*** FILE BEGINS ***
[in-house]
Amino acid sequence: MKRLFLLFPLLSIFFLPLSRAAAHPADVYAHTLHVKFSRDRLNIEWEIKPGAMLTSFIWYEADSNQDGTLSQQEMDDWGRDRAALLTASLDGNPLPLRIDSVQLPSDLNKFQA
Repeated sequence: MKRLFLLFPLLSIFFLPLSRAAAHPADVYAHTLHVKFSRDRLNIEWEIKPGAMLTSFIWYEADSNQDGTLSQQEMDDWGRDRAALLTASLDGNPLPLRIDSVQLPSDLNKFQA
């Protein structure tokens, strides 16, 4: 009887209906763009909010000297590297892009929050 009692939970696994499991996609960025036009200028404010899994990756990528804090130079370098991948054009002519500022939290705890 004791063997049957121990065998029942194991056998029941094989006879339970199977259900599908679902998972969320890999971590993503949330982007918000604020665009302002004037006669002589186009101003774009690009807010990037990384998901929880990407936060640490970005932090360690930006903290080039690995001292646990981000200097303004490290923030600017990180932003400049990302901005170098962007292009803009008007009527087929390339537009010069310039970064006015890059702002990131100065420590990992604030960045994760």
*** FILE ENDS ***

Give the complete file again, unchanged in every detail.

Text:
[in-house]
Amino acid sequence: MKRLFLLFPLLSIFFLPLSRAAAHPADVYAHTLHVKFSRDRLNIEWEIKPGAMLTSFIWYEADSNQDGTLSQQEMDDWGRDRAALLTASLDGNPLPLRIDSVQLPSDLNKFQA
Repeated sequence: MKRLFLLFPLLSIFFLPLSRAAAHPADVYAHTLHVKFSRDRLNIEWEIKPGAMLTSFIWYEADSNQDGTLSQQEMDDWGRDRAALLTASLDGNPLPLRIDSVQLPSDLNKFQA
């Protein structure tokens, strides 16, 4: 009887209906763009909010000297590297892009929050 009692939970696994499991996609960025036009200028404010899994990756990528804090130079370098991948054009002519500022939290705890 004791063997049957121990065998029942194991056998029941094989006879339970199977259900599908679902998972969320890999971590993503949330982007918000604020665009302002004037006669002589186009101003774009690009807010990037990384998901929880990407936060640490970005932090360690930006903290080039690995001292646990981000200097303004490290923030600017990180932003400049990302901005170098962007292009803009008007009527087929390339537009010069310039970064006015890059702002990131100065420590990992604030960045994760």